Wallace Stegner, the American West Essay
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It is the obsession for independence, in Stegner's view, rather than a real need for being mobile that is driving the Americans in general, and the Americans from the West to keep moving at all costs. To illustrate the idea of their inability to escape their own fate, Stegner uses the example of Wister's novel, the Virginian, whose hero, named after the region he comes from, although acting only according to his own laws, regardless of the laws of the country, if they do not serve his interest is yet, a hero. The novel has "residual qualities of the heroic, as the country in which it takes place has residual qualities of the wilderness frontier." (Stegner, 1987, pp. 83). Stegner shows his conviction that the American West leaves an inescapable mark o everyone and thus, the writer who depicts a western character is bound to give him at least a few feature characteristic to a general western type that appears in fiction or in everyday life. He takes the example of his father and explains the process he went through until he became conscious of the western pattern developed in every individual, regardless of his name or place in the western landscape.
The western land that left the distinctive mark on those who ventured into was improved by the human mind and technology made it friendlier to human living conditions, but it also suffered damages because of the human foolishness and disregard for the laws of the wilderness.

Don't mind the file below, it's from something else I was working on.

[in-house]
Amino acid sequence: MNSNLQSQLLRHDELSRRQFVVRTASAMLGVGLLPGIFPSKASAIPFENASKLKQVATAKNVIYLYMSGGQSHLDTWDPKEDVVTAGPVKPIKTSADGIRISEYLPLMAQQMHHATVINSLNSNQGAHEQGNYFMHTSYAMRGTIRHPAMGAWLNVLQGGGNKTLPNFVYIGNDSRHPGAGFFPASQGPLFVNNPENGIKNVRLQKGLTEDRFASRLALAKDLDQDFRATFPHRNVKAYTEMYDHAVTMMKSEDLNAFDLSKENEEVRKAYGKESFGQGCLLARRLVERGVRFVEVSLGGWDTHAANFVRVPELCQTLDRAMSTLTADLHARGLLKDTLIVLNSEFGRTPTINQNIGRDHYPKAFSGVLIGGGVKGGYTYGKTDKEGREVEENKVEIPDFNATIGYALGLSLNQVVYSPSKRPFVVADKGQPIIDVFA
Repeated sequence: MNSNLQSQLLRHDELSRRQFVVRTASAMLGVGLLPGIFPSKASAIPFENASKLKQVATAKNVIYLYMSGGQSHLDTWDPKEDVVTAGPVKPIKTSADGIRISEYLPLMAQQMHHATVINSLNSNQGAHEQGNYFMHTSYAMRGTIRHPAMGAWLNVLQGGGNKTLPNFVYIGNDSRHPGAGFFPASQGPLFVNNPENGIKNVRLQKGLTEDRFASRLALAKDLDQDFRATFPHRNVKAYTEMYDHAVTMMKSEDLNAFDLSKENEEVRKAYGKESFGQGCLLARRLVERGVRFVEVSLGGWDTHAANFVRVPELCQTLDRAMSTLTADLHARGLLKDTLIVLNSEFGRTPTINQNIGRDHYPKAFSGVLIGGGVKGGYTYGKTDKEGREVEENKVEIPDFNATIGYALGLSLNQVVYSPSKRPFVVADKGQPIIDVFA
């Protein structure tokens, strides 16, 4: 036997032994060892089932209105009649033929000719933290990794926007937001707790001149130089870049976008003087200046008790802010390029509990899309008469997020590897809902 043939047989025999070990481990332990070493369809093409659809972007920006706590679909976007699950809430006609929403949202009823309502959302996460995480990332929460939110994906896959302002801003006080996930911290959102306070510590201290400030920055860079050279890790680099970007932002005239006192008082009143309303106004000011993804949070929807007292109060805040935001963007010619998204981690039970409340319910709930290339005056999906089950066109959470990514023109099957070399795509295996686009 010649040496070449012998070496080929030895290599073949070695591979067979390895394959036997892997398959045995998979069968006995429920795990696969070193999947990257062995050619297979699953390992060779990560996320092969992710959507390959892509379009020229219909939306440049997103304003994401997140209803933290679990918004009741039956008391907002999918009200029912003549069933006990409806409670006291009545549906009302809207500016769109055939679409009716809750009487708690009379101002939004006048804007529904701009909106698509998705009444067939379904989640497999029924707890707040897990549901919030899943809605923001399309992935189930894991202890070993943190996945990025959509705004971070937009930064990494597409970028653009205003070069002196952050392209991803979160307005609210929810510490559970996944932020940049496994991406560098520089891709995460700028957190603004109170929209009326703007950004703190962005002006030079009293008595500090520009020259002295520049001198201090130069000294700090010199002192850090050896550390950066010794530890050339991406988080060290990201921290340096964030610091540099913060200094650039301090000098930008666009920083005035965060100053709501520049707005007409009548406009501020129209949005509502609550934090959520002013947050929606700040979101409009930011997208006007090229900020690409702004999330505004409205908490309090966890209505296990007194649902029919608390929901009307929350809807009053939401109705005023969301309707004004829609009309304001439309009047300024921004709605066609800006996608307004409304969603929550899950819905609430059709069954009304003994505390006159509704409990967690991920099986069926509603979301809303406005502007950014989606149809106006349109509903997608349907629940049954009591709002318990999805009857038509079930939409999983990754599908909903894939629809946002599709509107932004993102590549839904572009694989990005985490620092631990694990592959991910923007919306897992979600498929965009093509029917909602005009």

Ironically, the westerners tried to change it dramatically, unaware of the original aspects that made it ready to receive new inhabitants in spite of its aridity. The wilderness plays a major role in the American life, and the American West is especially vulnerable to all the changes people living there put it through. Stegner is concerned with environmental issues and he brings Rousseau's unaltered savage into discussion as opposite to the alienated human of the present who se foolish acts disregard nature's laws and the residues left by the history of the western land and that of its people.
Philip Fradkin introduces the words of Wendell Berry, a former student of Stegner, in an article in New York Times, on Stegner and presents them as the most illustrative of the writer's personality: "He was perhaps his region's greatest teacher: its greatest storyteller, historian, critic, conservator and loyal citizen" (Fradkin, 2008).
Stegner, the son of the American West, wrote about his homeland not only because its inspirational character, but also because of his awareness of the importance the land plaid in his inhabitant's lives. He wanted to help preserve it for their future generations not only in fiction, but in physical reality.
Fradkin, Philip. Wallace Stegner and the American West. The New York Times. May 18, 2008. Retrieved at: Sep. 4, 2008. Available at http://www.nytimes.com/2008/05/18/books/chapters/first-chapter-wallace-stegner.html?ref=review
Stegner, Wallace. The American West as Living Space. University of Michigan Press. 1987
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